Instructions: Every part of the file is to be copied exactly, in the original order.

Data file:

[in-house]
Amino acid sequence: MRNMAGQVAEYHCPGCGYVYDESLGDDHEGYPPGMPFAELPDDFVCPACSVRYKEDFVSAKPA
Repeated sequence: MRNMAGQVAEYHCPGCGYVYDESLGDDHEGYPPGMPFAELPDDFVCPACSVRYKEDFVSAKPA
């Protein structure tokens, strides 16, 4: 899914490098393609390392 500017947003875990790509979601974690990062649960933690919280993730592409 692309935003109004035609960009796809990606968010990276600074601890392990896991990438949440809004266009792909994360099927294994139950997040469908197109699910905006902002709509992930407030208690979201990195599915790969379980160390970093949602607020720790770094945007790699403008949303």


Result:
[in-house]
Amino acid sequence: MRNMAGQVAEYHCPGCGYVYDESLGDDHEGYPPGMPFAELPDDFVCPACSVRYKEDFVSAKPA
Repeated sequence: MRNMAGQVAEYHCPGCGYVYDESLGDDHEGYPPGMPFAELPDDFVCPACSVRYKEDFVSAKPA
């Protein structure tokens, strides 16, 4: 899914490098393609390392 500017947003875990790509979601974690990062649960933690919280993730592409 692309935003109004035609960009796809990606968010990276600074601890392990896991990438949440809004266009792909994360099927294994139950997040469908197109699910905006902002709509992930407030208690979201990195599915790969379980160390970093949602607020720790770094945007790699403008949303």